That sort of thing is always still possible. And it's within our control. That's what you read blog after blog written by me urging you to go slowly. To observe your tank and fishes. And to test the water regularly...and do regular water changes as part of your husbandry regimen.

The usual stuff.

And your best overall hobby advice?: Just because you reject the "status quo", the popular, or the safe, doesn't mean that you're wrong. Just because your idea of an aquascape features soil and decomposing leaves instead of a cliche-ridden "Middle Earth Hobbit-Forest" doesn't mean you're not creating aspirational work. Just because you're breeding Danios instead of this month's "Apisto of The Month" doesn't mean you're not talented. Just because you're specializing in Anacharis instead of Bucephalandra doesn't mean that you don't have "plant game."


Be you.

That's it for this round of "Tintmail..."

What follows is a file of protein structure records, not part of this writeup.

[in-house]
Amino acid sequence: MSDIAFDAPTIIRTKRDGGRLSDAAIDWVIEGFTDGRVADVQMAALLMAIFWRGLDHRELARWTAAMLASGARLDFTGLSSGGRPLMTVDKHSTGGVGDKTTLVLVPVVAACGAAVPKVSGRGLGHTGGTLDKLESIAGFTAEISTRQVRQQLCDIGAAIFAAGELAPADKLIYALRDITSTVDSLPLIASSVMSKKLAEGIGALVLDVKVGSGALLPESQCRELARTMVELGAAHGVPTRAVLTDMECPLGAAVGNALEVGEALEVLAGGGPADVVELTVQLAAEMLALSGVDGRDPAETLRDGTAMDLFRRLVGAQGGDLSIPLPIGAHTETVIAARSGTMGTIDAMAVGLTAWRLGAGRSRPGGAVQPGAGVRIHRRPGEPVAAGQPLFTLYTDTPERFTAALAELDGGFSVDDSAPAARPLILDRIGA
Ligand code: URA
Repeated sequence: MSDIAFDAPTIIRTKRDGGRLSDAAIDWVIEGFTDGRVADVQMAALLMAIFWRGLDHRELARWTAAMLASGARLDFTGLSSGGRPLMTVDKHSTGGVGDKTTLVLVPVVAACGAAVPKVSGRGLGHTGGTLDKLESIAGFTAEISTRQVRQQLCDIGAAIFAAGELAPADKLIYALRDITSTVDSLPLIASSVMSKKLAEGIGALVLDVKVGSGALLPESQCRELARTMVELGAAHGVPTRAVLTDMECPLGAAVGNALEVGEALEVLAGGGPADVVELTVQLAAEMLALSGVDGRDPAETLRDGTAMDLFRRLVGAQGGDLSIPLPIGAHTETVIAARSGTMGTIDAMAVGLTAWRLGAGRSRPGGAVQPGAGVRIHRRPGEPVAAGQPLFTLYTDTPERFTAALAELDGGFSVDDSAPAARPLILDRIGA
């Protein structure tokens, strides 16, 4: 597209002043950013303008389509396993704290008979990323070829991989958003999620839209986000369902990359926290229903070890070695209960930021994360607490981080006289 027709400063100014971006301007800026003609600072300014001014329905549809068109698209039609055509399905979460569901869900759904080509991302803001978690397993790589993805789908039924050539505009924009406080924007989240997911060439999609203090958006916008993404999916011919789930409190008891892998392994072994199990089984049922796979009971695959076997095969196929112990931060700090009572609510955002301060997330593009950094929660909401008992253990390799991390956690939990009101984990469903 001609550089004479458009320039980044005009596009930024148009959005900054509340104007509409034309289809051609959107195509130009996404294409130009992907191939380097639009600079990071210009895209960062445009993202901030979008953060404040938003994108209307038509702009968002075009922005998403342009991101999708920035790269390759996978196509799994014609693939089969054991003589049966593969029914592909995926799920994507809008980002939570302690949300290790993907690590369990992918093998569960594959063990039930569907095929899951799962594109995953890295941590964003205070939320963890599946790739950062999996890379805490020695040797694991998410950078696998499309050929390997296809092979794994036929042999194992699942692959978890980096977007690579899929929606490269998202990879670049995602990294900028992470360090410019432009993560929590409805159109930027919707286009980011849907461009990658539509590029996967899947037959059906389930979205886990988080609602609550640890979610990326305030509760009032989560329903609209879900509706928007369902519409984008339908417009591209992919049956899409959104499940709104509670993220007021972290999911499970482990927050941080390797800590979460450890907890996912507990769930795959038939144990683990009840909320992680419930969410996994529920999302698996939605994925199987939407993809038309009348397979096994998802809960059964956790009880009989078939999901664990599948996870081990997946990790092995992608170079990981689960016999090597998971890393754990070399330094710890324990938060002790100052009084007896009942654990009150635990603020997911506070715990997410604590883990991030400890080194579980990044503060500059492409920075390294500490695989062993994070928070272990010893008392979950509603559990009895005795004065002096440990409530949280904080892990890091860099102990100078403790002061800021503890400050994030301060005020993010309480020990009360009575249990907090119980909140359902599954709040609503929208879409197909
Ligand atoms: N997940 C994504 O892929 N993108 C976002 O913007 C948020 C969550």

Stay innovative. Stay curious. Stay diligent. Stay consistent. Stay unbridled by convention...

And Stay Wet.


Scott Fellman

Tannin Aquatics 

November 10, 2018


Beyond the pretty looks...The synergy of life and aesthetic

It's fun how thought processes evolve in the hobby. 

In our world of blackwater/botanical-style aquariums, we're now at a phase where enough people have gotten through the "Will this kill my fish?" part of the equation, and we've now moved on to "How can I facilitate maximum benefits to my fishes with a blackwater, botanical-style aquarium?"